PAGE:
Backed by simple family-friendly scripts teeming with globe-trotting adventure, as well as jazzy musical scores composed by Oliver Nelson, J.J. Johnson and Benny Golson (among others), THE SIX MILLION DOLLAR MAN entertained both adults and kids for five solid seasons. It also gave birth to an equally popular spinoff, THE BIONIC WOMAN, which starred Lindsay Wagner as Jaime Sommers, a schoolteacher who received bionics after a skydiving accident, as well as a slew of merchandising, ranging from dolls and record albums to lunch boxes and not one, but two, Charlton comic book series.

THE SIX MILLION DOLLAR MAN’s absence on DVD is head-scratching, considering its massive appeal and Universal’s eagerness to release less popular series like BAA BAA BLACK SHEEP and AIRWOLF in box sets.

4 seasons on CBS
September 1955—September 1959

One of TIME’s most egregious omissions is SGT. BILKO, which is the title it ran under in syndication. Originally called YOU’LL NEVER GET RICH, this crackling sitcom became THE PHIL SILVERS SHOW shortly after its 1955 debut and remained that way during the rest of its four-season run. Nearly every military-set sitcom that followed was an imitation of sorts, particularly MCHALE’S NAVY (oddly, both shows were remade as flop movies during the 1990s) and HOGAN’S HEROES, which would never have existed without BILKO’s blueprint.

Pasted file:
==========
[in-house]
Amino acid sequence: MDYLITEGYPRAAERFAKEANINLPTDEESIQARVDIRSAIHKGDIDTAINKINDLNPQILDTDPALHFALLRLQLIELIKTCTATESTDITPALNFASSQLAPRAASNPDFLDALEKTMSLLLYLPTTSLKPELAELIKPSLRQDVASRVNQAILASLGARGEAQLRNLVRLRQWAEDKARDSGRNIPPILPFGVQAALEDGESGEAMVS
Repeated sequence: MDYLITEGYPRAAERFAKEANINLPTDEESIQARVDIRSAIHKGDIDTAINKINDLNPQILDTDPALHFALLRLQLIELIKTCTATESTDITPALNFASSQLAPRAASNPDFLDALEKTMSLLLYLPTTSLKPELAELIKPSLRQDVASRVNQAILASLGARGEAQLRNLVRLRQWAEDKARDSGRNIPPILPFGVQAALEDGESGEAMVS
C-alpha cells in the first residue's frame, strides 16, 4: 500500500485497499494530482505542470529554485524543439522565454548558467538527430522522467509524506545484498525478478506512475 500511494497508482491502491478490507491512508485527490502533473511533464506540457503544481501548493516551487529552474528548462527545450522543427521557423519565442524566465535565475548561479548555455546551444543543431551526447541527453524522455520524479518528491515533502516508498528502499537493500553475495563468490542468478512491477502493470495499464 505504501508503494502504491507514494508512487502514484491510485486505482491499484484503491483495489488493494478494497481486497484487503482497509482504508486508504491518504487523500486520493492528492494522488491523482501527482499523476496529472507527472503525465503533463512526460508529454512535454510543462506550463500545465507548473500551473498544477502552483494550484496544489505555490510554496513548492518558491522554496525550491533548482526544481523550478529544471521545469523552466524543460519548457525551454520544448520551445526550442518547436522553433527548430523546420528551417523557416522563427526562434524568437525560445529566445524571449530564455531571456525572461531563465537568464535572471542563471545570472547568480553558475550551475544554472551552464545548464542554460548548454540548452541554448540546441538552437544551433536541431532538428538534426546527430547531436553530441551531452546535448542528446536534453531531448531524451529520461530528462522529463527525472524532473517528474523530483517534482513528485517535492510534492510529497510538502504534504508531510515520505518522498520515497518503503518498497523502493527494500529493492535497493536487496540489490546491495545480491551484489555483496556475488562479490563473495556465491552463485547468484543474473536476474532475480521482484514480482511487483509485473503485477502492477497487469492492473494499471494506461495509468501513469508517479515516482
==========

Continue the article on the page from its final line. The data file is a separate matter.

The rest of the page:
Most episodes had more or less the same plot, but that didn’t matter, anchored as they were by the brash Phil Silvers, playing Sgt. Ernie Bilko, a boisterously clever con man who spent his time in the service flim-flamming the brass and dreaming up a series of progressively sillier get-rich schemes. Silvers was one of the funniest and flashiest actors in television history, as any BILKO episode will attest to. His usual foil was dim Colonel Hall, played in a wonderful contrasting supporting turn by Paul Ford, and talented comedians like Allan Melvin, Harvey Lembeck, Joe E. Ross and Billy Sands (later a MCHALE’S regular) backed up Silvers in his grubby schemes. The show’s secret weapon, however, was Maurice Gosfield as slobby Private Doberman, who became so popular that he inspired his own DC Comics series (as did the Bilko show itself).

A triumph of perfect casting and rock-solid comic scripting overseen by the great Nat Hiken, who also amassed credits on YOUR SHOW OF SHOWS and CAR 54, WHERE ARE YOU?, SGT. BILKO, under any name, ranks as the #1 military sitcom of all time.

10 seasons on CBS & NBC
September 1955—September 1965